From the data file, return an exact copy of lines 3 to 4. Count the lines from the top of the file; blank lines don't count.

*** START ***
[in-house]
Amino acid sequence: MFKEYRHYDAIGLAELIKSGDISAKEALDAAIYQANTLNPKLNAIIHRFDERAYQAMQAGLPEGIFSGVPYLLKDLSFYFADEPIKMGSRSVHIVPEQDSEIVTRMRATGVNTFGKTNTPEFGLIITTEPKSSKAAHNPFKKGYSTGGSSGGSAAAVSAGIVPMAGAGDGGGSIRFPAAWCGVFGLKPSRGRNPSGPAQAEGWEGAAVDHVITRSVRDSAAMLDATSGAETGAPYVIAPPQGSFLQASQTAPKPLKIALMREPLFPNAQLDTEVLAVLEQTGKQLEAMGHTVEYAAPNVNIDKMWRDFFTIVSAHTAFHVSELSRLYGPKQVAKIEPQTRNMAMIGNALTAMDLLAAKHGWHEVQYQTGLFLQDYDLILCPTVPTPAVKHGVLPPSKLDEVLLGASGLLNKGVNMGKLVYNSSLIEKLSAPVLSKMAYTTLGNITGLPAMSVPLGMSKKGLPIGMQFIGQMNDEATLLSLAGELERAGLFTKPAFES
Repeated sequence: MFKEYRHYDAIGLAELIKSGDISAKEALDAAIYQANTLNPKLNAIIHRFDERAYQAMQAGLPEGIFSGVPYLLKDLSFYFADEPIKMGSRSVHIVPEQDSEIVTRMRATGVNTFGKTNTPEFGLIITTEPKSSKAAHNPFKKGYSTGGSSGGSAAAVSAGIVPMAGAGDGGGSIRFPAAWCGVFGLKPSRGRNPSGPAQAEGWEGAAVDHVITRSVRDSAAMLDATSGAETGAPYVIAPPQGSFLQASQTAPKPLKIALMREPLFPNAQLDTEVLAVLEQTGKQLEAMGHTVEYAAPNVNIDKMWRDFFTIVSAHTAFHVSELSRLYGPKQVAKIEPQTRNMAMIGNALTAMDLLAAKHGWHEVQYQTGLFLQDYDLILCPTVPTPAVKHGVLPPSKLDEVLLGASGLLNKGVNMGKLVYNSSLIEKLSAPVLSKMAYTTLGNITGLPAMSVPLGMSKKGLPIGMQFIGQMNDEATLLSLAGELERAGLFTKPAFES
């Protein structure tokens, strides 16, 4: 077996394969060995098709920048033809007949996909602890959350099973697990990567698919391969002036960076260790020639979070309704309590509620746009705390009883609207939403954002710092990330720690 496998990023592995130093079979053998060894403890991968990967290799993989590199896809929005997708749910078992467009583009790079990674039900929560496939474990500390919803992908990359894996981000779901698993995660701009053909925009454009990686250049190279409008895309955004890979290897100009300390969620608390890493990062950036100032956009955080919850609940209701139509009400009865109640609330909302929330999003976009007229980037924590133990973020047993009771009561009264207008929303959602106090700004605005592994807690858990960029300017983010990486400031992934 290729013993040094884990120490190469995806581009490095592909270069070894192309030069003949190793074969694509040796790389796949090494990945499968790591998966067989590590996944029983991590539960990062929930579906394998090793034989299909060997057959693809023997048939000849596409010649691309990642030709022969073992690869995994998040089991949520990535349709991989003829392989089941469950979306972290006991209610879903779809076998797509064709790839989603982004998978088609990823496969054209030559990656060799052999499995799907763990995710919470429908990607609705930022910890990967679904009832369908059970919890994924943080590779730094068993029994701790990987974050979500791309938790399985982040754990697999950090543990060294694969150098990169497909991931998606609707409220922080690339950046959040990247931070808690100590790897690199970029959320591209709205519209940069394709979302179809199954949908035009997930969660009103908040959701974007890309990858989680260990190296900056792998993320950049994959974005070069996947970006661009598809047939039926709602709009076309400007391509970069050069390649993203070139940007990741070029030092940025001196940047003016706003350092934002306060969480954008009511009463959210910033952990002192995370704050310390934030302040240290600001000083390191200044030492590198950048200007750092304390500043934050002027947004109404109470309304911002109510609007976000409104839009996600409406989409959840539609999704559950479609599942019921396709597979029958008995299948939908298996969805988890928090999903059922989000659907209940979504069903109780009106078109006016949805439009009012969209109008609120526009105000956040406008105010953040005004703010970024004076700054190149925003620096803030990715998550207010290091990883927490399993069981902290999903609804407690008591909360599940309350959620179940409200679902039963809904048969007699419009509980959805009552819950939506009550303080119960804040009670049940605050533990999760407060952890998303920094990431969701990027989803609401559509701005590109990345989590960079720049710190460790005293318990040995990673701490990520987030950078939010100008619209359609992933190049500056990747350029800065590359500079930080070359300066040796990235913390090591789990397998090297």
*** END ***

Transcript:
Repeated sequence: MFKEYRHYDAIGLAELIKSGDISAKEALDAAIYQANTLNPKLNAIIHRFDERAYQAMQAGLPEGIFSGVPYLLKDLSFYFADEPIKMGSRSVHIVPEQDSEIVTRMRATGVNTFGKTNTPEFGLIITTEPKSSKAAHNPFKKGYSTGGSSGGSAAAVSAGIVPMAGAGDGGGSIRFPAAWCGVFGLKPSRGRNPSGPAQAEGWEGAAVDHVITRSVRDSAAMLDATSGAETGAPYVIAPPQGSFLQASQTAPKPLKIALMREPLFPNAQLDTEVLAVLEQTGKQLEAMGHTVEYAAPNVNIDKMWRDFFTIVSAHTAFHVSELSRLYGPKQVAKIEPQTRNMAMIGNALTAMDLLAAKHGWHEVQYQTGLFLQDYDLILCPTVPTPAVKHGVLPPSKLDEVLLGASGLLNKGVNMGKLVYNSSLIEKLSAPVLSKMAYTTLGNITGLPAMSVPLGMSKKGLPIGMQFIGQMNDEATLLSLAGELERAGLFTKPAFES
């Protein structure tokens, strides 16, 4: 077996394969060995098709920048033809007949996909602890959350099973697990990567698919391969002036960076260790020639979070309704309590509620746009705390009883609207939403954002710092990330720690 496998990023592995130093079979053998060894403890991968990967290799993989590199896809929005997708749910078992467009583009790079990674039900929560496939474990500390919803992908990359894996981000779901698993995660701009053909925009454009990686250049190279409008895309955004890979290897100009300390969620608390890493990062950036100032956009955080919850609940209701139509009400009865109640609330909302929330999003976009007229980037924590133990973020047993009771009561009264207008929303959602106090700004605005592994807690858990960029300017983010990486400031992934 290729013993040094884990120490190469995806581009490095592909270069070894192309030069003949190793074969694509040796790389796949090494990945499968790591998966067989590590996944029983991590539960990062929930579906394998090793034989299909060997057959693809023997048939000849596409010649691309990642030709022969073992690869995994998040089991949520990535349709991989003829392989089941469950979306972290006991209610879903779809076998797509064709790839989603982004998978088609990823496969054209030559990656060799052999499995799907763990995710919470429908990607609705930022910890990967679904009832369908059970919890994924943080590779730094068993029994701790990987974050979500791309938790399985982040754990697999950090543990060294694969150098990169497909991931998606609707409220922080690339950046959040990247931070808690100590790897690199970029959320591209709205519209940069394709979302179809199954949908035009997930969660009103908040959701974007890309990858989680260990190296900056792998993320950049994959974005070069996947970006661009598809047939039926709602709009076309400007391509970069050069390649993203070139940007990741070029030092940025001196940047003016706003350092934002306060969480954008009511009463959210910033952990002192995370704050310390934030302040240290600001000083390191200044030492590198950048200007750092304390500043934050002027947004109404109470309304911002109510609007976000409104839009996600409406989409959840539609999704559950479609599942019921396709597979029958008995299948939908298996969805988890928090999903059922989000659907209940979504069903109780009106078109006016949805439009009012969209109008609120526009105000956040406008105010953040005004703010970024004076700054190149925003620096803030990715998550207010290091990883927490399993069981902290999903609804407690008591909360599940309350959620179940409200679902039963809904048969007699419009509980959805009552819950939506009550303080119960804040009670049940605050533990999760407060952890998303920094990431969701990027989803609401559509701005590109990345989590960079720049710190460790005293318990040995990673701490990520987030950078939010100008619209359609992933190049500056990747350029800065590359500079930080070359300066040796990235913390090591789990397998090297």